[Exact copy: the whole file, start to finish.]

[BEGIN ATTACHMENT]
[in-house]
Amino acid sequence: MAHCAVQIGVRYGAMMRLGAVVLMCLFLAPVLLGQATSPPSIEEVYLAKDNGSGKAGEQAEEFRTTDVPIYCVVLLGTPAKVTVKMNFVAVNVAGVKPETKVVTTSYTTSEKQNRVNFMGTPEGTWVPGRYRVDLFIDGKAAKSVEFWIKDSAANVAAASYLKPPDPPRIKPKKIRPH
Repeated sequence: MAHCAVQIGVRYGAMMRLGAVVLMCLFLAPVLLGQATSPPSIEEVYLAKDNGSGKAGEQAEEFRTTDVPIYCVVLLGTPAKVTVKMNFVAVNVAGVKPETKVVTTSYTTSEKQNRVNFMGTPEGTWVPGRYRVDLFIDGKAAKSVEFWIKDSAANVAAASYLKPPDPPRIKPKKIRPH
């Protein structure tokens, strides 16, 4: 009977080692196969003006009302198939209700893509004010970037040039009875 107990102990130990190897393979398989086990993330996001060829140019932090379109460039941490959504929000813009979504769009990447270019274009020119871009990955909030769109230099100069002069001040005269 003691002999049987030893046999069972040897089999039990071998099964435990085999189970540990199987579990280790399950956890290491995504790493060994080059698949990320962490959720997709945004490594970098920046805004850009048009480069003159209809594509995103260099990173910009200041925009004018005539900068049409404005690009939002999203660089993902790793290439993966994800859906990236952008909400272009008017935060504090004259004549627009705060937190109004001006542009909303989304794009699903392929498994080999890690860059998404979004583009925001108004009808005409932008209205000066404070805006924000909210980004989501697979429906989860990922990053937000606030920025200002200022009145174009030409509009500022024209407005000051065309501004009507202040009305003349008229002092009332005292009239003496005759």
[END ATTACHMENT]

[in-house]
Amino acid sequence: MAHCAVQIGVRYGAMMRLGAVVLMCLFLAPVLLGQATSPPSIEEVYLAKDNGSGKAGEQAEEFRTTDVPIYCVVLLGTPAKVTVKMNFVAVNVAGVKPETKVVTTSYTTSEKQNRVNFMGTPEGTWVPGRYRVDLFIDGKAAKSVEFWIKDSAANVAAASYLKPPDPPRIKPKKIRPH
Repeated sequence: MAHCAVQIGVRYGAMMRLGAVVLMCLFLAPVLLGQATSPPSIEEVYLAKDNGSGKAGEQAEEFRTTDVPIYCVVLLGTPAKVTVKMNFVAVNVAGVKPETKVVTTSYTTSEKQNRVNFMGTPEGTWVPGRYRVDLFIDGKAAKSVEFWIKDSAANVAAASYLKPPDPPRIKPKKIRPH
């Protein structure tokens, strides 16, 4: 009977080692196969003006009302198939209700893509004010970037040039009875 107990102990130990190897393979398989086990993330996001060829140019932090379109460039941490959504929000813009979504769009990447270019274009020119871009990955909030769109230099100069002069001040005269 003691002999049987030893046999069972040897089999039990071998099964435990085999189970540990199987579990280790399950956890290491995504790493060994080059698949990320962490959720997709945004490594970098920046805004850009048009480069003159209809594509995103260099990173910009200041925009004018005539900068049409404005690009939002999203660089993902790793290439993966994800859906990236952008909400272009008017935060504090004259004549627009705060937190109004001006542009909303989304794009699903392929498994080999890690860059998404979004583009925001108004009808005409932008209205000066404070805006924000909210980004989501697979429906989860990922990053937000606030920025200002200022009145174009030409509009500022024209407005000051065309501004009507202040009305003349008229002092009332005292009239003496005759």